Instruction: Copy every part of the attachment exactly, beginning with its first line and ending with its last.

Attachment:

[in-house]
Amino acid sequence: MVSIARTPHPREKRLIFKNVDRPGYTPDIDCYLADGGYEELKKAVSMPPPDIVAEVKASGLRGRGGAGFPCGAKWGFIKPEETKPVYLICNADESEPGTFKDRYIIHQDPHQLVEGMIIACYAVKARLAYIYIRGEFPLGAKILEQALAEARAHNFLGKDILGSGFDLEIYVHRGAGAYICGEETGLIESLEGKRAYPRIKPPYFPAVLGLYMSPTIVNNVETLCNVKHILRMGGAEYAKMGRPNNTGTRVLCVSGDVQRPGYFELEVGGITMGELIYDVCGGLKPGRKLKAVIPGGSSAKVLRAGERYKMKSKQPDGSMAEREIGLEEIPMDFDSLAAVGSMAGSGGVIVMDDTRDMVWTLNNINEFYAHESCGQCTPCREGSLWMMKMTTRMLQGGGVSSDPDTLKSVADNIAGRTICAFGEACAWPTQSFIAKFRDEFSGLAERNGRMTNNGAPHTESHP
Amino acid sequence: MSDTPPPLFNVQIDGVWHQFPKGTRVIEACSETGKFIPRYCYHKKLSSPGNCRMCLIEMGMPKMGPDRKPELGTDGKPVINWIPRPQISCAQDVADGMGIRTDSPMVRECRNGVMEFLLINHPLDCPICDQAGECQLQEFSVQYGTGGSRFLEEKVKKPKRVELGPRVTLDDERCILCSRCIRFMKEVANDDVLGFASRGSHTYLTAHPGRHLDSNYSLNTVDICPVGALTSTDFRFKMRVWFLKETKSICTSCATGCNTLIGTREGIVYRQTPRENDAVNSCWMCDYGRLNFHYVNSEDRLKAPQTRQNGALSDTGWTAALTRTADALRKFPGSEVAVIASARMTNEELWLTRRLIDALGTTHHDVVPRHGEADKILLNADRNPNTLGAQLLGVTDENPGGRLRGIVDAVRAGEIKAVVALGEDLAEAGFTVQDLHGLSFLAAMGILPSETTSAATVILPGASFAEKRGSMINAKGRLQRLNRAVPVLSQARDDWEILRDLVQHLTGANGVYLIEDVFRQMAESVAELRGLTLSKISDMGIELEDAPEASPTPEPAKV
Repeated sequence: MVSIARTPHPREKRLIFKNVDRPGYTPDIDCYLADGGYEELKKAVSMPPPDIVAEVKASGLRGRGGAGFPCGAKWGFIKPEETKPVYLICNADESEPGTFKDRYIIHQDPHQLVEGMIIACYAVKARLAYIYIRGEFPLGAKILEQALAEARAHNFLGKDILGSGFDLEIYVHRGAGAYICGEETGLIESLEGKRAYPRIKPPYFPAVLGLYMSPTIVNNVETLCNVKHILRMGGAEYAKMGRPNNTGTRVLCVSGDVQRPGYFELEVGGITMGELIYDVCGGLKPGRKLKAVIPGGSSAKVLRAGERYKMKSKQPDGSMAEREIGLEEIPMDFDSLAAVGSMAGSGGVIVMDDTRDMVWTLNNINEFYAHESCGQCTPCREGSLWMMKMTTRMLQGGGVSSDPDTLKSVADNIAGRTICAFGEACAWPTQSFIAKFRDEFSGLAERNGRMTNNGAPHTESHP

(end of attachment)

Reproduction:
[in-house]
Amino acid sequence: MVSIARTPHPREKRLIFKNVDRPGYTPDIDCYLADGGYEELKKAVSMPPPDIVAEVKASGLRGRGGAGFPCGAKWGFIKPEETKPVYLICNADESEPGTFKDRYIIHQDPHQLVEGMIIACYAVKARLAYIYIRGEFPLGAKILEQALAEARAHNFLGKDILGSGFDLEIYVHRGAGAYICGEETGLIESLEGKRAYPRIKPPYFPAVLGLYMSPTIVNNVETLCNVKHILRMGGAEYAKMGRPNNTGTRVLCVSGDVQRPGYFELEVGGITMGELIYDVCGGLKPGRKLKAVIPGGSSAKVLRAGERYKMKSKQPDGSMAEREIGLEEIPMDFDSLAAVGSMAGSGGVIVMDDTRDMVWTLNNINEFYAHESCGQCTPCREGSLWMMKMTTRMLQGGGVSSDPDTLKSVADNIAGRTICAFGEACAWPTQSFIAKFRDEFSGLAERNGRMTNNGAPHTESHP
Amino acid sequence: MSDTPPPLFNVQIDGVWHQFPKGTRVIEACSETGKFIPRYCYHKKLSSPGNCRMCLIEMGMPKMGPDRKPELGTDGKPVINWIPRPQISCAQDVADGMGIRTDSPMVRECRNGVMEFLLINHPLDCPICDQAGECQLQEFSVQYGTGGSRFLEEKVKKPKRVELGPRVTLDDERCILCSRCIRFMKEVANDDVLGFASRGSHTYLTAHPGRHLDSNYSLNTVDICPVGALTSTDFRFKMRVWFLKETKSICTSCATGCNTLIGTREGIVYRQTPRENDAVNSCWMCDYGRLNFHYVNSEDRLKAPQTRQNGALSDTGWTAALTRTADALRKFPGSEVAVIASARMTNEELWLTRRLIDALGTTHHDVVPRHGEADKILLNADRNPNTLGAQLLGVTDENPGGRLRGIVDAVRAGEIKAVVALGEDLAEAGFTVQDLHGLSFLAAMGILPSETTSAATVILPGASFAEKRGSMINAKGRLQRLNRAVPVLSQARDDWEILRDLVQHLTGANGVYLIEDVFRQMAESVAELRGLTLSKISDMGIELEDAPEASPTPEPAKV
Repeated sequence: MVSIARTPHPREKRLIFKNVDRPGYTPDIDCYLADGGYEELKKAVSMPPPDIVAEVKASGLRGRGGAGFPCGAKWGFIKPEETKPVYLICNADESEPGTFKDRYIIHQDPHQLVEGMIIACYAVKARLAYIYIRGEFPLGAKILEQALAEARAHNFLGKDILGSGFDLEIYVHRGAGAYICGEETGLIESLEGKRAYPRIKPPYFPAVLGLYMSPTIVNNVETLCNVKHILRMGGAEYAKMGRPNNTGTRVLCVSGDVQRPGYFELEVGGITMGELIYDVCGGLKPGRKLKAVIPGGSSAKVLRAGERYKMKSKQPDGSMAEREIGLEEIPMDFDSLAAVGSMAGSGGVIVMDDTRDMVWTLNNINEFYAHESCGQCTPCREGSLWMMKMTTRMLQGGGVSSDPDTLKSVADNIAGRTICAFGEACAWPTQSFIAKFRDEFSGLAERNGRMTNNGAPHTESHP